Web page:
Matt: Got you. There was an episode that we had on “The Walkthrough.” It’s probably a month or so ago. Melinda Elmer, an agent down in Southern California. She talked about this a little bit. I think she said, “We’re not drama. We don’t bring drama to the transaction. So other agents prefer to work with us.” It sounds like you’re saying sort of the same thing. It’s make it easy for other agents to want to do business with you.

Abby: Absolutely. I mean, that even comes into play when you’re talking about multiple-offer situations. And you have offers on the table for your buyer. And I’m gonna hope that I have a relationship with that listing agent that says, “Here, these three offers are identical. But I know that Abby is gonna get this thing through to closing with, you know, non-drama. And hopefully, choose our offer.” So, it comes into play there as well.

Matt: Yeah. And I think that’s the perspective that she was coming out with was the multiple offers. It also plays into agents wanting to send you business because they know that you’re gonna take good care of their clients. Are you also like regularly communicating with other agents on social media and elsewhere?

Abby: Oh, yeah, I keep in touch. I send agents the congratulations cards and —

Matt: No, do you really?

Abby: Yeah, I do. Yes, absolutely. My relationships with them are also just as important as my past clients.

Matt: Okay. So, there’s the trick right there. The Send Out Cards thing isn’t just for clients. You’re sending gifts to the other agents as well. I get it.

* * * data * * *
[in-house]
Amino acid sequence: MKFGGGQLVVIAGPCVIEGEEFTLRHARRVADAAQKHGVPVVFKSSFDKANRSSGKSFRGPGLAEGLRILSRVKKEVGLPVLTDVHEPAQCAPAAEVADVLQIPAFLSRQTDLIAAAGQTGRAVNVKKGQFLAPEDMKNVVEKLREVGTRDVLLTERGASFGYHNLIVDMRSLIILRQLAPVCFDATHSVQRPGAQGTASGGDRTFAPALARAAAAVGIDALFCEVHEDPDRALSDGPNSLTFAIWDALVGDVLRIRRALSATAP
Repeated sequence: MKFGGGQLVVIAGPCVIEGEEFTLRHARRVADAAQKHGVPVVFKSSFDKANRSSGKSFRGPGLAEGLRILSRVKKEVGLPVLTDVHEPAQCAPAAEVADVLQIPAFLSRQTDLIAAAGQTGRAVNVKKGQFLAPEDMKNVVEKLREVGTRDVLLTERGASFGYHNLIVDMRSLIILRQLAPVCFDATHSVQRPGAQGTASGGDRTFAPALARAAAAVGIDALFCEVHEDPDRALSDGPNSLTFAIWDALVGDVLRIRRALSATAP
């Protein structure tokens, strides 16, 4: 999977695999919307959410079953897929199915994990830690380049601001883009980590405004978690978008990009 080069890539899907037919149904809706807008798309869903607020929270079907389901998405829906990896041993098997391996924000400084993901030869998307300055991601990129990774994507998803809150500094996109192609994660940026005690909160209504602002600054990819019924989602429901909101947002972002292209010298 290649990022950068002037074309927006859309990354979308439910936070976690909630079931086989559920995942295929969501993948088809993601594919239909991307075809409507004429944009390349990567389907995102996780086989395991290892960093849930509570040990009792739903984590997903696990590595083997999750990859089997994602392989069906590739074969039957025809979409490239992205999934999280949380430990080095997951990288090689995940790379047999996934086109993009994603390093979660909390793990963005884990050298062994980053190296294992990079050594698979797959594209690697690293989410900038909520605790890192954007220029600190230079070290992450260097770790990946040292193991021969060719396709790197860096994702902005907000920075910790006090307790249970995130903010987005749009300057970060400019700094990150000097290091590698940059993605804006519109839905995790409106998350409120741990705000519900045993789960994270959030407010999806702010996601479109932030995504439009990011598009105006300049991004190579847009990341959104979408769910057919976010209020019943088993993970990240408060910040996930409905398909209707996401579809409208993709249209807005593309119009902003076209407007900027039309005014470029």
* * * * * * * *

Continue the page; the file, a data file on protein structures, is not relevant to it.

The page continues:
Abby: The second they send me a referral, they get a card and brownies, too. I mean, I’m thankful for their referrals as well. So, I don’t leave out the loan officers or agents, either.

Matt: We talked about, you know, you’ve got this amazing referral business going on. What do you see as the benefits to this? I mean, you must be loving this.

Abby: I absolutely do love it. The benefits of working referrals rather than random internet leads is these folks were sent to me by people that they know and trust. And they’re coming to me wanting to work with me, already kind of feeling like they know me. There’s already some sort of built-in trust because they were sent to me by someone that’s already used me before.

And just 9 times out of 10, that transaction goes so much more smoothly than if I’m getting a random internet lead that doesn’t know me. They don’t know my years of experience, years in the business. They don’t know anyone that’s ever worked with me before. I just think sometimes, I’m really fighting hard to try to earn their trust or gain their respect and it can be a rough road with those leads.